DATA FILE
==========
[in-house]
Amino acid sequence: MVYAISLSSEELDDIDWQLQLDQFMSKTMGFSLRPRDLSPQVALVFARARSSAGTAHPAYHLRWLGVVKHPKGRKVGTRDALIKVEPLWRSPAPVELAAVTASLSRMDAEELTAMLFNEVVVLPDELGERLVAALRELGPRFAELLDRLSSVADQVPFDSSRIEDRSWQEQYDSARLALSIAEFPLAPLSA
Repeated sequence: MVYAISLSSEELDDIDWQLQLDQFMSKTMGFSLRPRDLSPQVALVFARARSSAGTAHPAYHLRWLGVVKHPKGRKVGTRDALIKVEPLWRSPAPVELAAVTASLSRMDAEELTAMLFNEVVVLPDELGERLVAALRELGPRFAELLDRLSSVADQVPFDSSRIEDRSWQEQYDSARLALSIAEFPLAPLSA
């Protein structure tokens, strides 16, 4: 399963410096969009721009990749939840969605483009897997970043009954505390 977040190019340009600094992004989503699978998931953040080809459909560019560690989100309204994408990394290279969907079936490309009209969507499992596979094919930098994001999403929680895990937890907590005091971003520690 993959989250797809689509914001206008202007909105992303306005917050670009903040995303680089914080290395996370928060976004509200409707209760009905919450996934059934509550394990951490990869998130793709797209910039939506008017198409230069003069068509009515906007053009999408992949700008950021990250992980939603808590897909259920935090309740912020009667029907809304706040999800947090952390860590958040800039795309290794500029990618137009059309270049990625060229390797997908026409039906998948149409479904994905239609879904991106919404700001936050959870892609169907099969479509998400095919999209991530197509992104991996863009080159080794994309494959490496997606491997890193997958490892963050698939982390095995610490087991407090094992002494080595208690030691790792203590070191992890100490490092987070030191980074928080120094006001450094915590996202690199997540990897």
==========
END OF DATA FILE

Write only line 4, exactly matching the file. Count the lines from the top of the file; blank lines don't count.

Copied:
């Protein structure tokens, strides 16, 4: 399963410096969009721009990749939840969605483009897997970043009954505390 977040190019340009600094992004989503699978998931953040080809459909560019560690989100309204994408990394290279969907079936490309009209969507499992596979094919930098994001999403929680895990937890907590005091971003520690 993959989250797809689509914001206008202007909105992303306005917050670009903040995303680089914080290395996370928060976004509200409707209760009905919450996934059934509550394990951490990869998130793709797209910039939506008017198409230069003069068509009515906007053009999408992949700008950021990250992980939603808590897909259920935090309740912020009667029907809304706040999800947090952390860590958040800039795309290794500029990618137009059309270049990625060229390797997908026409039906998948149409479904994905239609879904991106919404700001936050959870892609169907099969479509998400095919999209991530197509992104991996863009080159080794994309494959490496997606491997890193997958490892963050698939982390095995610490087991407090094992002494080595208690030691790792203590070191992890100490490092987070030191980074928080120094006001450094915590996202690199997540990897």